So, you don't love your job right now. There's nothing really wrong with it and there's nothing really right about it either. It's just there--a paycheck, a place to go to during the day, and a guaranteed office holiday party invitation until something better comes along.

Many people want a job that they believe has a greater impact or benefit on the business or world around them. In fact, millennials are leading the way in changing attitudes and expectations about the kind of fulfillment--and dare I say, joy--we should all try to get out of our jobs. Times have changed in the way that we have the luxury of challenging the status quo. What used to be mostly about salary, benefits, and security is now more about salary, benefits, and satisfaction.

And yet, many people set off in search of work that stokes their passions and quickly find that it's not that easy. This is especially true for working parents with a full plate of other obligations including the kids, the dog, the house, the standard of living to which we've become accustomed, etc. Once those pieces are in place, it's difficult to toss them up in the air on a chance for a better job. Just hoping everything magically works out is no longer a viable option.

So, what do you do when you want a better job but you can't skip a paycheck?

  1. Know upfront that your job search will likely be longer than the average job seeker because you're going to have to be more selective. The often-cited rule-of-thumb suggests that job seekers should plan on one month of searching per $10,000 in salary they're seeking. For example, that $100,000 job might take 10 months to find. That job search might be longer after you necessarily narrow the options.

  2. Know what you're looking for. It might seem obvious but it's a real challenge for some of us to precisely put our fingers on it. Don't feel bad if you're not sure of if your answer is something like, "a place where I can make a difference" or "somewhere I'd be valued." A lot of people answer this way. However, you'll need to get more specific about what industries and roles are most likely to produce the result you want. Start a journal or keep a running list of jobs and roles that you find intriguing.
  3. Get clear on what job criteria are flexible and which aren't. The ability to relocate is often a big but important limiting factor. Maybe you can afford a 15 percent salary cut but can't increase your hours. Or you could do regional, day travel but not bi-coastal overnights. Be specific.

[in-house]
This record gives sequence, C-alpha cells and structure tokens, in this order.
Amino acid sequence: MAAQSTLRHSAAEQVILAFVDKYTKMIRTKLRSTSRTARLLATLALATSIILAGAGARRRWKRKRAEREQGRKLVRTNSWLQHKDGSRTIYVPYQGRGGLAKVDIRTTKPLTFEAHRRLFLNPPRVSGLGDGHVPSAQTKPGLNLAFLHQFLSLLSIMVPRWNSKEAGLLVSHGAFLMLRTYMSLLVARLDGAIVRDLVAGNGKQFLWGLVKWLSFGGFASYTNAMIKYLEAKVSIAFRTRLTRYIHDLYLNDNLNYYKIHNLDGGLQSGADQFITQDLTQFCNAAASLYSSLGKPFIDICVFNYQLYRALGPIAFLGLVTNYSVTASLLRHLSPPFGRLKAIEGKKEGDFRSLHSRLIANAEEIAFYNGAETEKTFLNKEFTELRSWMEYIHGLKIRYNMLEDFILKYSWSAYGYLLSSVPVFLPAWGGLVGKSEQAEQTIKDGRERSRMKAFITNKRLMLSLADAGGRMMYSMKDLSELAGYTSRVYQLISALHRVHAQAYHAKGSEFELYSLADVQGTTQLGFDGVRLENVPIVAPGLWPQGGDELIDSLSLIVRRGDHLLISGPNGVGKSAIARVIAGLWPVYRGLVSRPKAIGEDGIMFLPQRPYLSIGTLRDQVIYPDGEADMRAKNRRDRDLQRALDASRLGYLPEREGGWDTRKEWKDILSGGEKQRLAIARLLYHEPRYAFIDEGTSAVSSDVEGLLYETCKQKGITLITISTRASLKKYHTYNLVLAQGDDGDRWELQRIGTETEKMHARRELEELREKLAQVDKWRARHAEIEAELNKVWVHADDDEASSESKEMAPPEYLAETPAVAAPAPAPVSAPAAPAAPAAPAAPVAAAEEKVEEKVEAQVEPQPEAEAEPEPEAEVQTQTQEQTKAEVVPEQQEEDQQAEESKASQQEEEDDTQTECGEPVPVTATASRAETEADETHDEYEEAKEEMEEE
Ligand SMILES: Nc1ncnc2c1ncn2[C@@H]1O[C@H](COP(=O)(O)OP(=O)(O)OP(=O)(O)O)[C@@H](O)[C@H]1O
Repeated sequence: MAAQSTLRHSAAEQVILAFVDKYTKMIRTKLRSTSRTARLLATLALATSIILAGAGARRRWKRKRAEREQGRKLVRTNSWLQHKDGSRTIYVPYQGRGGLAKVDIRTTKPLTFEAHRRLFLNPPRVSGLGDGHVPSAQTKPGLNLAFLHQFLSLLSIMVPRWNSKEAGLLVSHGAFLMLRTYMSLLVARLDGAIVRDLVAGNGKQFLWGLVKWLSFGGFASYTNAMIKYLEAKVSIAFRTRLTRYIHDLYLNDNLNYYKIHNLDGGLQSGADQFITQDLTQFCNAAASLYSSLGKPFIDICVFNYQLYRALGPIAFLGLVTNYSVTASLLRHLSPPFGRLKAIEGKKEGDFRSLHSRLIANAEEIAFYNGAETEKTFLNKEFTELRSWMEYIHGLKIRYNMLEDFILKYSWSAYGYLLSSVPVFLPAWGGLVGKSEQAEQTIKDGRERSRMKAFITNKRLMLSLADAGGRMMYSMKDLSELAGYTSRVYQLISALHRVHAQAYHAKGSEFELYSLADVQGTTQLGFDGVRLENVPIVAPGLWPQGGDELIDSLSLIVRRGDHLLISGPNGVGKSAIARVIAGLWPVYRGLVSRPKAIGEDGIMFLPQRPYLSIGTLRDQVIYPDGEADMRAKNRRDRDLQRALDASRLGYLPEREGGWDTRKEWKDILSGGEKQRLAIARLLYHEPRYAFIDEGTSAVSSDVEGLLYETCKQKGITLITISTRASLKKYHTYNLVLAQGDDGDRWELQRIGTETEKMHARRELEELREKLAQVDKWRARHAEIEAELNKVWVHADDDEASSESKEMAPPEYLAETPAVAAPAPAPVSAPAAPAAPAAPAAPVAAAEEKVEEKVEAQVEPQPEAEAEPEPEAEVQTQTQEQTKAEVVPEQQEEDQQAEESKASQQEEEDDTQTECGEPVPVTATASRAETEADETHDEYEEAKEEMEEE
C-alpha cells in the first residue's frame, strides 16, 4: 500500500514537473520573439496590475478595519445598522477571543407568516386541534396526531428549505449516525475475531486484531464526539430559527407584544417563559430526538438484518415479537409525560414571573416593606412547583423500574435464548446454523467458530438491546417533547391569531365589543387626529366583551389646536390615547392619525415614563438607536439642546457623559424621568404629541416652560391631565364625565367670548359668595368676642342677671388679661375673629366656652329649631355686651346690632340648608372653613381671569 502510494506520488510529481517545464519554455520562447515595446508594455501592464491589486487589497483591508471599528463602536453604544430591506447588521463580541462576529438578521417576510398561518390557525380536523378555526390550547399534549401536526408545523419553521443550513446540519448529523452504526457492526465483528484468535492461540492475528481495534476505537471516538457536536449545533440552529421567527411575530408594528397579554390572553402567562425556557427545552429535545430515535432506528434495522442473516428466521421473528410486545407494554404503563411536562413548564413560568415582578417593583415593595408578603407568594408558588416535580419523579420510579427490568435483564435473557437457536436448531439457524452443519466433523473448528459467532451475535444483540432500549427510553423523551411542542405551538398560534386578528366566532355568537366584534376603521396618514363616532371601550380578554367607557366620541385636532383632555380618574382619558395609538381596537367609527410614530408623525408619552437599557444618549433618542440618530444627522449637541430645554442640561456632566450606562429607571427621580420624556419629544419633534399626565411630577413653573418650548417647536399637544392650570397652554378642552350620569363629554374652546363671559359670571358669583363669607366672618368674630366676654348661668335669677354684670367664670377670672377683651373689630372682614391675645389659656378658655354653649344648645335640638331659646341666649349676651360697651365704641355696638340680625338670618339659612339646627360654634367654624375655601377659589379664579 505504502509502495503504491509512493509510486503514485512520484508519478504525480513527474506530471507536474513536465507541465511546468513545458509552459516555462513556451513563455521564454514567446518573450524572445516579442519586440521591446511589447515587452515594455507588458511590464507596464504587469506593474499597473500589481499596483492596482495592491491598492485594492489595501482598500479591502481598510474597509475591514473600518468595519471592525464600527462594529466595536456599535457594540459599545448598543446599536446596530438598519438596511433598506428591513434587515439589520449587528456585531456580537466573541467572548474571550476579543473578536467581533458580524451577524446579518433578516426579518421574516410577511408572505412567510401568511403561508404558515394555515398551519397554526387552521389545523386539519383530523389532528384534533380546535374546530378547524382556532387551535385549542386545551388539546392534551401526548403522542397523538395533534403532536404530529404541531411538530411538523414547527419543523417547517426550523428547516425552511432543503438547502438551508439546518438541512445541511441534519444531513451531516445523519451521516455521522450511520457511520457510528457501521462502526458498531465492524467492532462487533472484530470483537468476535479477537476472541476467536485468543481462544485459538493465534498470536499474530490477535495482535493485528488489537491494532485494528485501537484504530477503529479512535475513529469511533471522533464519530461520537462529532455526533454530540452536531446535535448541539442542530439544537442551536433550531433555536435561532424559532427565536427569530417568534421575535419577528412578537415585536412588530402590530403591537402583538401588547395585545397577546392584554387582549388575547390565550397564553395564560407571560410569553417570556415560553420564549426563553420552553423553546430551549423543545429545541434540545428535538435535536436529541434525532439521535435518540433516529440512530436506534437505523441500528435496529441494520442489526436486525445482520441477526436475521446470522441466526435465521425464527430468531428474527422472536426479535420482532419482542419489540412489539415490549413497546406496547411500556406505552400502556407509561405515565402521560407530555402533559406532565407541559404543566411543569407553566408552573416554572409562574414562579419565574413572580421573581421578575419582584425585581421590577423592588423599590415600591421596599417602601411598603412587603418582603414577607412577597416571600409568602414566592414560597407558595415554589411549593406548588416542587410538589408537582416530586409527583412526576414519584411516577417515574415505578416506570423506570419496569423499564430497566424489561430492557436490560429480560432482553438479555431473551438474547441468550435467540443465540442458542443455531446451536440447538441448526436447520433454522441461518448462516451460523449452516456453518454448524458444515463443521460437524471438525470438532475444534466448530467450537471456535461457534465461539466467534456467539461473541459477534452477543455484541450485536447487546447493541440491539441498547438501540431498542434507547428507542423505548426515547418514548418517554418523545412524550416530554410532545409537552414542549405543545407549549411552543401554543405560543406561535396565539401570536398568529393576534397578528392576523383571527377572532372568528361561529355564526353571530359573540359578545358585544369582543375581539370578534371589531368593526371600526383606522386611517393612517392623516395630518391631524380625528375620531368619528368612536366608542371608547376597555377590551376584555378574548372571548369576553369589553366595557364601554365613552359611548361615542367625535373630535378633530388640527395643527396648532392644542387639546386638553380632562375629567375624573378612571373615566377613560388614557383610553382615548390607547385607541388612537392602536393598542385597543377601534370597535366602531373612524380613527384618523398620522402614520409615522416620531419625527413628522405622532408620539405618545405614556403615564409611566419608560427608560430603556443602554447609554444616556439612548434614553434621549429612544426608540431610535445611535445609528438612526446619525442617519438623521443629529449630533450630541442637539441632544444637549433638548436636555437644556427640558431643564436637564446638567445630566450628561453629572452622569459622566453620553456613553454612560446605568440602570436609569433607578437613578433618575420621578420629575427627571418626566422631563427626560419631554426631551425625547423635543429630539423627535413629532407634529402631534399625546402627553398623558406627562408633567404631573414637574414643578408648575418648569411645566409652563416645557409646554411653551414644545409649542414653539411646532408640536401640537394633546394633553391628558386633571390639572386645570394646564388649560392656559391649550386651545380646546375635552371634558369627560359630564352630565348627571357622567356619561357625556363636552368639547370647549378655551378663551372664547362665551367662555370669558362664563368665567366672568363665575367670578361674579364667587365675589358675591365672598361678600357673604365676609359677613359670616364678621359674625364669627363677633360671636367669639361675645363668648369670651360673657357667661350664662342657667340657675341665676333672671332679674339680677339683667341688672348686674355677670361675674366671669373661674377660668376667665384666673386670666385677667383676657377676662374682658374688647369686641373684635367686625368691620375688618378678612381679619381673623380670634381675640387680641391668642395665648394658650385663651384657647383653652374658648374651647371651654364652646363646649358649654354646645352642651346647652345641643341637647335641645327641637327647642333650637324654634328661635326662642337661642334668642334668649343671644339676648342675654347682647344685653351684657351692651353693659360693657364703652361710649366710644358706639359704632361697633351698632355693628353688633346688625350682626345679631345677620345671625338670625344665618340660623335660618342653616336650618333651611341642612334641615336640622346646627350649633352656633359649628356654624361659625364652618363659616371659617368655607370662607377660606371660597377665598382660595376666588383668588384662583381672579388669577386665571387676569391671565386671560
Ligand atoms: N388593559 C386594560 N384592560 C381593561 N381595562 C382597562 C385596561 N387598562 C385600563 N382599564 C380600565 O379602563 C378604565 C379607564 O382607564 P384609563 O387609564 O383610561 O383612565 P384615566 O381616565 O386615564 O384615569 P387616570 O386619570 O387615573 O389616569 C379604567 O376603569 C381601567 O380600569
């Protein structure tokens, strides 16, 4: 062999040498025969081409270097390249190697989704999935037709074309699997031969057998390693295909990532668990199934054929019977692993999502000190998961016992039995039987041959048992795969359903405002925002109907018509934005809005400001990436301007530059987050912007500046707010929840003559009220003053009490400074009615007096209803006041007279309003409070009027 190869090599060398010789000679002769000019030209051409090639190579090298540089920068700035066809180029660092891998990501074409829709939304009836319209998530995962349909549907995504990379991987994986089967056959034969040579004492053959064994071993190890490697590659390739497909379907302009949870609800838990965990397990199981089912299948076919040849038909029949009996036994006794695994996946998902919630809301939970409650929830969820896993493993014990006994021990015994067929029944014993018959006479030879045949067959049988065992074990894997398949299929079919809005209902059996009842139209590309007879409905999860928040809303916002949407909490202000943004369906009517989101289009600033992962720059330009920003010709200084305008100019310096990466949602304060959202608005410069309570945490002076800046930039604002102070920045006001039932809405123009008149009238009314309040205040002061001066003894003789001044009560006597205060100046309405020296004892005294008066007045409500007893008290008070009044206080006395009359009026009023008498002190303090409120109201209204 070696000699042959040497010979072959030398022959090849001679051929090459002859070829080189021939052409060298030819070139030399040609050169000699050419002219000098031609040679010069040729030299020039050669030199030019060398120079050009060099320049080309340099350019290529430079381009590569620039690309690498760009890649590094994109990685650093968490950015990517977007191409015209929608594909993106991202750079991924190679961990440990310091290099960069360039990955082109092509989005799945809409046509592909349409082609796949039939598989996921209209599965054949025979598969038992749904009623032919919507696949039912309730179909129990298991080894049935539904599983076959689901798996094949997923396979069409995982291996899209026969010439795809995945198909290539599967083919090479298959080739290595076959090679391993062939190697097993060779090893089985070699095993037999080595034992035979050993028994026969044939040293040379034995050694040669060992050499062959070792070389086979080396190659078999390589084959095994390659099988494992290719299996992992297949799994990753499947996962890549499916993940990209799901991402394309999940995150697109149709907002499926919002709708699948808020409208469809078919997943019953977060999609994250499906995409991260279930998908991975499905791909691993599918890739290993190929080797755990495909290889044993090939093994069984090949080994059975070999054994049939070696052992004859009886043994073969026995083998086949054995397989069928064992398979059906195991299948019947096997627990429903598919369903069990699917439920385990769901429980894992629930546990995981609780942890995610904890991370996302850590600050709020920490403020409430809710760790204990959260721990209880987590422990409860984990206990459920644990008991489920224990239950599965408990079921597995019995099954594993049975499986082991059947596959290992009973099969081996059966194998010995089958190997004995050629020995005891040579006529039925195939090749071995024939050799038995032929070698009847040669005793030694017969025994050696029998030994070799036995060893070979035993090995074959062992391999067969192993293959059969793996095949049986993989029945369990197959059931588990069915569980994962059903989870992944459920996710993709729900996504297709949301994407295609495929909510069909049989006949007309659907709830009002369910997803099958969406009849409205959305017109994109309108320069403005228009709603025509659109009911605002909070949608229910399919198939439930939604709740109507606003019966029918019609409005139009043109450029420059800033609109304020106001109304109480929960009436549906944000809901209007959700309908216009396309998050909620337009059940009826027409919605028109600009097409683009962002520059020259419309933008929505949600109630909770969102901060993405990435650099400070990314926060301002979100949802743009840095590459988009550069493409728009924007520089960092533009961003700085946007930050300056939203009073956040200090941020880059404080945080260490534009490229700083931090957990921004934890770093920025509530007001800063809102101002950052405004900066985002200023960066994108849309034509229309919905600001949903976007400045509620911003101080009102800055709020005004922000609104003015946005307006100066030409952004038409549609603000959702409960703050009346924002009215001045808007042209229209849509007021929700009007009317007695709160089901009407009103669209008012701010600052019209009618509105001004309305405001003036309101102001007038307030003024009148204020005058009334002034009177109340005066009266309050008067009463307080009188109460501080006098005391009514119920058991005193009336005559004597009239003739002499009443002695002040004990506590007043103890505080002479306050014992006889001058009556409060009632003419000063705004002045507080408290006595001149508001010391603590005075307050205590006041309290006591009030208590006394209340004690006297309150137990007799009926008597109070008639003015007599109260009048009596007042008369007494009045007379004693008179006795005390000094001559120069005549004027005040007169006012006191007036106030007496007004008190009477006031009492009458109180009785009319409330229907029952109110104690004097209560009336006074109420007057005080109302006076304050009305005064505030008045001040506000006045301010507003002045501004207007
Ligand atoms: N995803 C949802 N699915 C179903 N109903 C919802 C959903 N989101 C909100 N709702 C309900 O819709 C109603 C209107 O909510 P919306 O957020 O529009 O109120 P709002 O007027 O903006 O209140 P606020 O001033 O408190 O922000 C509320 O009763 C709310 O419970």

4. Talk to everyone in your social circles about what they do, what they like or don't like about their jobs, and ask for advice. Getting the word out accomplishes two things: you'll get valuable insights you can use and you'll enlist a couple people to help in your search.
  5. Identify whether or not you need additional training or certifications but only pursue these if you're nearly certain that they're required for entry. If you're able to wiggle around the norms in your chosen field without additional training, save yourself the time and money and start working first.
  6. Study habits like these that increase your chances of landing the position once you find it.

What if you're looking not just for a new job but contemplating the sometimes riskier proposition of starting your own business?

The bottom-line is that you're going to have to do two jobs at once for a while. The question then becomes which two jobs are you going to do. Are you able to get your new business started while at your current job? If your hours today aren't too overwhelming and you're starting a business that doesn't compete with your current employer, the answer might be yes. If you can barely keep things going at work now or are thinking of launching a business that will be a competitor or attract your existing clients, the answer will be no. You'll need to find another interim job that is less strenuous or without potential conflicts. You won't want to invite legal hassles or burn bridges in the process--it's rarely worth it.